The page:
On July 11, 2013, Skoien met with Dr. Donald Arms of Central Kentucky Orthopedics to explore alternative treatment options. At the consultation, Dr. Arms noted that Skoien had “positive Phalen's, Tinel's, median nerve compression testing at the wrist, and she ha[d] vasomotor and pseudomotor changes that would be characteristic of early complex regional pain syndrome . . . .” [DE 23-3, Page ID # 695]. According to Dr. Arms, the CRPS was a “second diagnosis that [was] based on problems with the sympathetic nervous system that controls pain and sensation and blood supply to the extremity.” [DE 20, Page ID # 225, ¶ 20-25]. Skoien and Dr. Arms then discussed the benefits and risks of operative and nonoperative options for treatment, which were both “viable options at that point.” [DE 20, Page ID # 255, ¶ 14]. “[A]fter a long discussion, ” Skoien elected to have surgery on her wrist. [DE 23-3, Page ID # 696].

         On July 15, 2013, Dr. Arms successfully performed an open carpel tunnel release and open reduction internal fixation procedure on Skoien. [DE 23-3, Page ID # 697]. Dr. Arms' surgery notes indicated that “she had developed an early complex regional pain syndrome, probably due to subacute progressive median nerve compression at the wrist.” [DE 23-3, Page ID # 697]. However, Dr. Arms did not know whether Skoien exhibited any median nerve compression and the signs and symptoms of early CRPS before she broke her wrist and had surgery. [DE 20, Page ID # 228, ¶ 19-23]. After surgery, Dr. Arms diagnosed Skoien with carpel tunnel syndrome and early malunion of the left distal radius fracture. [Id.]. Skoien was discharged that day and scheduled for a follow-up appointment for later in the week. [DE 23-3, Page ID # 699].

         In the weeks following the surgery, Skoien's arm pain continued to plague her, and she showed little improvement. Skoien met with Dr. Arms again on September 3, 2013, where he noted that “she's not responding well.” [DE 23-3, Page ID # 694]. According to Dr. Arms' progress notes, Skoien still exhibited “significant stiffness, motion loss and hypersensitivity” related to her diagnosis of “complex regional pain syndrome after fracture.” [Id.]. As part of his treatment plan, Dr. Arms referred Skoien to Dr. Karim Rasheed, a pain specialist who worked at Elite Pain Center and St. Joseph Hospital.

         Dr. Rasheed first saw Skoien on September 9, 2013, for a consultation. In his evaluation, Dr. Rasheed noted “clearly the patient has left complex regional pain syndrome1 with left upper extremity, related to her Colles fracture. . . .” [DE 23-5, Page ID # 702]. Skoien then returned to Central Kentucky Orthopedics for her four- week follow-up, where she met with Dr. Travis Hunt. Although X-rays revealed Skoien's wrist fracture to be healed, Dr. Hunt referred Skoien to Dr. Ronald Burgess, a hand surgeon, for additional treatment because she still suffered from recurring stiffness and tightness in the wrist. [DE 23-3, Page ID # 693].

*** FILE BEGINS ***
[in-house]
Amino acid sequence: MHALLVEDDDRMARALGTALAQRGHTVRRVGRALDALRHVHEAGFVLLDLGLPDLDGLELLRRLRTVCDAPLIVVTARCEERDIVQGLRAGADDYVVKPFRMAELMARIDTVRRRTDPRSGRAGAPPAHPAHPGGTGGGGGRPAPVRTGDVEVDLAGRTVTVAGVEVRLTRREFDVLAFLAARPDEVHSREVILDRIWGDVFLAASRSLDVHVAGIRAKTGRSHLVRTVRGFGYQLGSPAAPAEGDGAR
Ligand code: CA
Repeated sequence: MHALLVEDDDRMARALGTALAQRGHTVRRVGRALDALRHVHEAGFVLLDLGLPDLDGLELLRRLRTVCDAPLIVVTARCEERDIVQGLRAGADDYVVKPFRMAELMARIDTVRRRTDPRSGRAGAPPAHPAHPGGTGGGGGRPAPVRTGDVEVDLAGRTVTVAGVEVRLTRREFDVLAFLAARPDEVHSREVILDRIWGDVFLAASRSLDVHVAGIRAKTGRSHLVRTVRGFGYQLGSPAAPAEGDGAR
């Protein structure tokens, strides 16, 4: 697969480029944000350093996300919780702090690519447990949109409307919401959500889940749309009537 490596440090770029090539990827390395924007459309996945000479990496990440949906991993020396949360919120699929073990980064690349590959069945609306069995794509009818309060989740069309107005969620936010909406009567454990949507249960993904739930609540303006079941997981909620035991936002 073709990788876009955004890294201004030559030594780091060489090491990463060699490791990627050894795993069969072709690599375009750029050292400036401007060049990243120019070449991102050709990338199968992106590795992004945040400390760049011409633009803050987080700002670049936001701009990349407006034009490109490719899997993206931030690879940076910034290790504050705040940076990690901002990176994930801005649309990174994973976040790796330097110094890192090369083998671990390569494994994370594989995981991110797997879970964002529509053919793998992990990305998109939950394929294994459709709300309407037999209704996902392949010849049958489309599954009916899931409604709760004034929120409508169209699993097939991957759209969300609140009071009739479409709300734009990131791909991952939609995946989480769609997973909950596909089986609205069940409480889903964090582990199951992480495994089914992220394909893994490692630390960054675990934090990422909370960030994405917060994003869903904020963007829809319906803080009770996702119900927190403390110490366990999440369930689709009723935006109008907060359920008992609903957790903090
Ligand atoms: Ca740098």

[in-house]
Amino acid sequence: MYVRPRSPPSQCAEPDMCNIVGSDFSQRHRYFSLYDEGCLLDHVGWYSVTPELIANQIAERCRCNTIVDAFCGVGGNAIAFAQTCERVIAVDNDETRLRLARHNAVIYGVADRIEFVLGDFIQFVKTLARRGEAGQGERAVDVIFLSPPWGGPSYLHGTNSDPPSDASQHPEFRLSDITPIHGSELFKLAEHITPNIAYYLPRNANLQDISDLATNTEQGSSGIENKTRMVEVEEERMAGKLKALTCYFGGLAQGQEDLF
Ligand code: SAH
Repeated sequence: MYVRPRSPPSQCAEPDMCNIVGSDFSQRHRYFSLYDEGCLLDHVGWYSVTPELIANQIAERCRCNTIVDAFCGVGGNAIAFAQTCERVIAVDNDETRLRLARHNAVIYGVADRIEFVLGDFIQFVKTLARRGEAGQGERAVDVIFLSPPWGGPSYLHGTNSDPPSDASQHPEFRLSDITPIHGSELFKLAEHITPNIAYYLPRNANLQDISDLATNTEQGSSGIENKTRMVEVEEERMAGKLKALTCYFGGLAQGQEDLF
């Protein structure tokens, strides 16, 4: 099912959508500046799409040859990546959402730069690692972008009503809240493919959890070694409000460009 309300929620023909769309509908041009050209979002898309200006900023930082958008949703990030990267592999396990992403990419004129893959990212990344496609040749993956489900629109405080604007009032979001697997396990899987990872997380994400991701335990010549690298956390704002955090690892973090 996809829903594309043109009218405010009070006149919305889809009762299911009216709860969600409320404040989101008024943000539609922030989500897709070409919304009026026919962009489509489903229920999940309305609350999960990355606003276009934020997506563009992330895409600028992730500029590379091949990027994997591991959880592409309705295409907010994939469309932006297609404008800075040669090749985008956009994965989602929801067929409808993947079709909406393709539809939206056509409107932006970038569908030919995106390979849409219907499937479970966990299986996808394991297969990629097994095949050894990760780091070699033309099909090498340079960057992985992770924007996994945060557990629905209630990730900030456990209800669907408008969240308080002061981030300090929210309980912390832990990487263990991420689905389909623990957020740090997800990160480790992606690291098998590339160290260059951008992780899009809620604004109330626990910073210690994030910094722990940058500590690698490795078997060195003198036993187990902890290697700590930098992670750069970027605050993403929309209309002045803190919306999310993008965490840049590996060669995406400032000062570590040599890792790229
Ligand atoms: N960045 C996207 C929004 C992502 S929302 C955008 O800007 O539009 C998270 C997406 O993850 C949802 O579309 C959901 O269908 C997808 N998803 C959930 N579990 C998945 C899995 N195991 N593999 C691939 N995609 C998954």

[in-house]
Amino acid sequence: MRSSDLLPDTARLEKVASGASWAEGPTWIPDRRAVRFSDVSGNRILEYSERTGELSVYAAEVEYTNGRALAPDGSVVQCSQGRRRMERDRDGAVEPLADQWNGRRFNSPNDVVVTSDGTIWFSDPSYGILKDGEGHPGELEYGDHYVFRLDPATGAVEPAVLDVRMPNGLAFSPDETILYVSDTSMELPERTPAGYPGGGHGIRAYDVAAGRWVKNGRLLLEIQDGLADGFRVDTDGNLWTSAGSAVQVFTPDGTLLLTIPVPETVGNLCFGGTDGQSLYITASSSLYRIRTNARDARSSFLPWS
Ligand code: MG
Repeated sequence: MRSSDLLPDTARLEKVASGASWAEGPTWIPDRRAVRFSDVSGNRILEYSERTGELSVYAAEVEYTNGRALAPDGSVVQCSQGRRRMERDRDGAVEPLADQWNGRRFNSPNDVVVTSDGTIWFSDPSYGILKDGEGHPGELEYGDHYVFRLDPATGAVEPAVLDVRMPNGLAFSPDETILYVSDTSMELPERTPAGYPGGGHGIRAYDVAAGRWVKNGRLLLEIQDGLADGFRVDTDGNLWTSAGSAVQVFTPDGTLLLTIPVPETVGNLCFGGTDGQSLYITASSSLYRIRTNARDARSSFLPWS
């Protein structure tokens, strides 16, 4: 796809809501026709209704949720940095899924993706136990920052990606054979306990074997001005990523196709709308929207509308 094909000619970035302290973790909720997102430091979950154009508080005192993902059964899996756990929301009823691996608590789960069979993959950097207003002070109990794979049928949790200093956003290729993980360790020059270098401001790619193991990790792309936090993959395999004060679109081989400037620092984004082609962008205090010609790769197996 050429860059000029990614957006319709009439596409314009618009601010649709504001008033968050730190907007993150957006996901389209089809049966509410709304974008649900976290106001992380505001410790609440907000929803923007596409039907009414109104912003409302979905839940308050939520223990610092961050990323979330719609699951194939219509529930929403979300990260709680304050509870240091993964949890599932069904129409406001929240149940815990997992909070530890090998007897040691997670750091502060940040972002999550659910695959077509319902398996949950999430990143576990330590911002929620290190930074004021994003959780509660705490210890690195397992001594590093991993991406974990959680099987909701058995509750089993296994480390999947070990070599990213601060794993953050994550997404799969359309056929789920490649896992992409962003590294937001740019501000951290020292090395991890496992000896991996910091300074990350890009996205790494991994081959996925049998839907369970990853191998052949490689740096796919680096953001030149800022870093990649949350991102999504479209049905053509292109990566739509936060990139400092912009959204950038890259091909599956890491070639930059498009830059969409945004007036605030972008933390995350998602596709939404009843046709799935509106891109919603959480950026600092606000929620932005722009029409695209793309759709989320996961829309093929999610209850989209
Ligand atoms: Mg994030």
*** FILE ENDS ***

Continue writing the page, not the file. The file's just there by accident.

Dr. Ronald Burgess of Commonwealth Orthopedic Surgeons, PSC, met with Skoien on October 21, 2013. Dr. Burgess noted that Skoien had “significant stiffness of her left wrist and hand which appear[ed] to have been related to the initial immobilization in full extension and a painful splint.” [DE 23-6, Page ID # 703]. Skoien and Dr. Burgess discussed Skoien's treatment options, including a procedure involving “manipulation of the wrist and all digits under anesthesia with instill of cortisone into the individual joints after manipulation.” [DE 23-6, Page ID # 704]. Skoien elected to have the procedure, and Dr. Burgess successfully performed the outpatient procedure on November 5, 2013. [DE 23-6, Page ID # 705]. Skoien's last visit with Dr. Burgess was on November 20, 2013, where the two discussed surgical additional procedures that might increase Skoien's range of motion in her wrist. Reluctant to pursue any additional surgical interventions, Skoien refused. Skoien left Dr. Burgess with plans to continue working with Dr. Rasheed. [DE 23-6, Page ID # 707].

         To date, Skoien continues various treatments and therapies with Dr. Rasheed. While still experiencing chronic upper left extremity pain secondary to CRPS, Skoien has improved, but, according to Dr. Rasheed, “she's still not a hundred percent.” [DE 22, p. 29, ¶ 14-15].

         On June 4, 2015, Skoien filed a complaint against the United States under the FTCA alleging “negligence and professional malpractice and misconduct in connection with the medical care provided to Plaintiff Skoien by the Department of Veterans Affairs at the Lexington, Kentucky Veterans Affairs Medical Center.” [DE 1]. After the close of discovery on April ...

Buy This Entire Record For $7.95

Download the entire decision to receive the complete text, official citation,
docket number, dissents and concurrences, and footnotes for this case.

Learn more about what you receive with purchase of this case.